I have a page at my website that contains a list of home business ideas (and links to detailed articles about some of them). On that page, I invite visitors who have an idea that isn't listed on that page to submit it to me for inclusion. Nine times out of ten, "ideas" that are submitted are nothing more than ads for various online business opportunities and not true business "ideas" at all.
This evening I received one such email. No greeting, no thank you, just a terse one liner "to be added to your ideas page" and an URL. I responded that this was not an "idea" (which, had person bothered to spend any time at all at page in question, she would have realized) but an ad for her business opportunity, and that if she wanted her ad on my site, she could damn well pay for it like anyone else (I was a little more diplomatic than that but you get gist).
Hot on heels of this type of approach is owner of an affiliate program for a product which would be of marginal interest (if that) to a tiny number of my ezine subscribers, offering me a fabulous "joint venture" opportunity whereby all I have to do is send a solo mailing to my list (worth $260) in exchange for making maybe $12 on each of three sales. Whoopee. Invariably, these people know demographic of my database intimately since, according to them, all my readers have been searching high and low for just such a solution to all their problems and *I* can be one to give it to them!
Please. Contrary to what these people obviously think, I did NOT just fall off back of a turnip truck so, to whom it may concern, go grow your own list or pay to advertise to mine. Those are your choices. This is a business, not a charity for bone idle.
These are by no means isolated examples.
Those of you running an online business probably have a list of examples like these as long as your arm. Why do people not understand that you get what you pay for in this world? I'll tell you why. The proliferation of "secret" sites that promise to reveal to you, for only a "$60 lifetime membership!" all "tips and tricks" you need to know to market your online business on 'net "without spending a dime!" and all "insider secrets" marketing courses promising same thing.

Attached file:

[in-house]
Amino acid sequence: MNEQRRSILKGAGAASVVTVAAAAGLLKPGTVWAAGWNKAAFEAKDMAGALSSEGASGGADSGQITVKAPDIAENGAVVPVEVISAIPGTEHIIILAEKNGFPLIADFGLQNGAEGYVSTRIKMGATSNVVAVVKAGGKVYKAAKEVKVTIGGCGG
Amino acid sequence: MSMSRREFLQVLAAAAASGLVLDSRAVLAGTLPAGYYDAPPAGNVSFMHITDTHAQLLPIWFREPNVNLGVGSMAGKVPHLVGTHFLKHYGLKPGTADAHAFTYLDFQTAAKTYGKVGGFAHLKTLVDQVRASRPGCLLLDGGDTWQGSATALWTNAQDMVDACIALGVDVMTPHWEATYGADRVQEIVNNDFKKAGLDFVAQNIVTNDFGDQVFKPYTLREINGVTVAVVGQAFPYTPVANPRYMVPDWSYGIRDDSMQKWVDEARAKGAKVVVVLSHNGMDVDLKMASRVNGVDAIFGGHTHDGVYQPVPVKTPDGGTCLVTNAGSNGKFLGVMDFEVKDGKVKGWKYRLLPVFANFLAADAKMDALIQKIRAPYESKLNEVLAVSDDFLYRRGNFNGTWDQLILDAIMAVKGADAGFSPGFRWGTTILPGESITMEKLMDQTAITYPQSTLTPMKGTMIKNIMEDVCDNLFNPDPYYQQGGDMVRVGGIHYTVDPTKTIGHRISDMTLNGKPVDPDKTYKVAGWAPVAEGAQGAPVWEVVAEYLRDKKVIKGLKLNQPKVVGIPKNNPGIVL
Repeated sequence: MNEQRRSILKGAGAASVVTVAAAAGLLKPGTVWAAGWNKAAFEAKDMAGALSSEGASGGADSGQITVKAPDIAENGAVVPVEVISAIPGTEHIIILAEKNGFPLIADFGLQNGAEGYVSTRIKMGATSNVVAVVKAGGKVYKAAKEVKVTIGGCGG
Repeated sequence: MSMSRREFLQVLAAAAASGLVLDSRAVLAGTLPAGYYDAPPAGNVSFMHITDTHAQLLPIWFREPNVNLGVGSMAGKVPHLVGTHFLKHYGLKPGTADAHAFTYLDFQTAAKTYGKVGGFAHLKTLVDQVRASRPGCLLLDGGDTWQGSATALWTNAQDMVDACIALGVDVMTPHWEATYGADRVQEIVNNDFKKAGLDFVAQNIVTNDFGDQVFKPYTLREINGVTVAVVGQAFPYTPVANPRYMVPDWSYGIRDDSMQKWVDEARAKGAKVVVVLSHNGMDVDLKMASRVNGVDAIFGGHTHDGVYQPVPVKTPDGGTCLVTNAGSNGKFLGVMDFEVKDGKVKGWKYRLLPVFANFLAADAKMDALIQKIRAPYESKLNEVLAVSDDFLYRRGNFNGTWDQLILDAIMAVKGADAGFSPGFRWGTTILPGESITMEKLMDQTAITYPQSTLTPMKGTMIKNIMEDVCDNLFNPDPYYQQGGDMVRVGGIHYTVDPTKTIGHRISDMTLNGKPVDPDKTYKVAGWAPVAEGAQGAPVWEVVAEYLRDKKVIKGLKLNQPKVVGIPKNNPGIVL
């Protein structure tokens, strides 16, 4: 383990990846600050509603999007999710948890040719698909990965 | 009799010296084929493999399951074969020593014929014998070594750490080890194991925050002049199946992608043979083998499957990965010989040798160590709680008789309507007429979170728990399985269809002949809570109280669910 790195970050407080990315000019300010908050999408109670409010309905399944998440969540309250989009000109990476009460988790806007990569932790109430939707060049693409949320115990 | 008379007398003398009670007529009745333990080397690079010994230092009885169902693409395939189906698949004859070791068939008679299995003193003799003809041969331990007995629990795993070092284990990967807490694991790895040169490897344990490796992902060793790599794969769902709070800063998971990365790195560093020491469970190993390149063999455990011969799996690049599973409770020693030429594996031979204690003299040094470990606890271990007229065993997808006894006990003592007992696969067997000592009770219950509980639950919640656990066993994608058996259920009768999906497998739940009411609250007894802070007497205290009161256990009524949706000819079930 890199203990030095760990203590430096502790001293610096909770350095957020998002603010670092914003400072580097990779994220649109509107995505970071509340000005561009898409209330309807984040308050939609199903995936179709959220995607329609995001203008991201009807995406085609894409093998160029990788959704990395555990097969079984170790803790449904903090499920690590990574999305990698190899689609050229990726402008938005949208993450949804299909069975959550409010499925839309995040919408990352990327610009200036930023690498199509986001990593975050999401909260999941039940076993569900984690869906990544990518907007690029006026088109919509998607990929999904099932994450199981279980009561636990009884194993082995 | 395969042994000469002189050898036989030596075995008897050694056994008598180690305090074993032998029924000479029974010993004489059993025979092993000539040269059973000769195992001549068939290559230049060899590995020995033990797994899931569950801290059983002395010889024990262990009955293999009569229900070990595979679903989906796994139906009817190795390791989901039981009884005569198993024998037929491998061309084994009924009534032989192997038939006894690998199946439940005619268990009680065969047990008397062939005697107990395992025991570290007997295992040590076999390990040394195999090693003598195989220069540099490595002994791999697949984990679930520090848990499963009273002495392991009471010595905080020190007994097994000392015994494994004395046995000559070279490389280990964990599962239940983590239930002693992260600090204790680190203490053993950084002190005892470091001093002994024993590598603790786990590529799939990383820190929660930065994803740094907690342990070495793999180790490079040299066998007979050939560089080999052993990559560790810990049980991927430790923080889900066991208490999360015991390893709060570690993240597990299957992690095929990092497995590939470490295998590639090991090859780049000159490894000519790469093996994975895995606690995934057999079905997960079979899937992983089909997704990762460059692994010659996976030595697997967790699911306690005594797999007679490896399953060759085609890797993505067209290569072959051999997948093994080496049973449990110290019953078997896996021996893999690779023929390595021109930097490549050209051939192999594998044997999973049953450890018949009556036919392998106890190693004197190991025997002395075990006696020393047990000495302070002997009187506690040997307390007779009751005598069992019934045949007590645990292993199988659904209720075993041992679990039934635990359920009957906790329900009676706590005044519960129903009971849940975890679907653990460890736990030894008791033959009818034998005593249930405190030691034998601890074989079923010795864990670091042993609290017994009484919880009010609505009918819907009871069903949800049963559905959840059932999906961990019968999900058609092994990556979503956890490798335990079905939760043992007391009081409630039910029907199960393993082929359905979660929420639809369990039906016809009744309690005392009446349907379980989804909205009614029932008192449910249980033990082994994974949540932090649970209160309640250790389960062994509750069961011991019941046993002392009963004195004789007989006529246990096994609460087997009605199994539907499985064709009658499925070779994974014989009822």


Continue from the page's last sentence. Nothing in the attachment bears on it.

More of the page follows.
If you're laboring under impression that it's possible to market your business without spending money, here's some not-so-secret tips:
1. There ARE places to advertise your business for free, sort of. They don't come with no strings attached though. For example, although you can submit your site for free to classifieds sites and FFA pages that are absolutely everywhere, be prepared for a deluge of email in response. And I'm not talking about requests for more information! Typically, people visit these sites to get your email address so they can send THEIR business opportunity to YOU.
2. Some of search engines are still free. Many have moved to a paid submission model though and, even if they do still offer a free submission service, those listings are not a priority and tend to be added to index when engines get around to it. Better to spend a few bucks for a submission and get listed before next summer Olympics.
3. You can write articles and submit them to newsletter publishers and relevant websites. That's actually a good way to get your message across so long as article has real meat to it and doesn't mention your opportunity or product (leave that for resource box). Although it needn't cost you money, it does cost you time and effort and you may well get a better return by simply paying $65 for an ezine ad.
4. You can start your own newsletter and develop your own opt-in subscriber list. Unless you're prepared to pay for subscribers (around 15 cents per subscriber is about average) it's going to take a LONG time to grow your list to a decent size. Contrary to what some people will tell you, you will not grow a 'sticky' subscriber base of 5,000 within a month. Oh, you can grow a list of that size alright using some of various approaches being offered but it won't be a targeted list and it won't be a sticky list (i.e., subscribers won't stick around). With these programs you'll also find that a lot of subscribers are in it to generate their own subscribers and really aren't interested in subscribing to your newsletter. They do so only because it's a condition of being in program. Often these people will use free email addresses that they never check, let alone actually read contents of.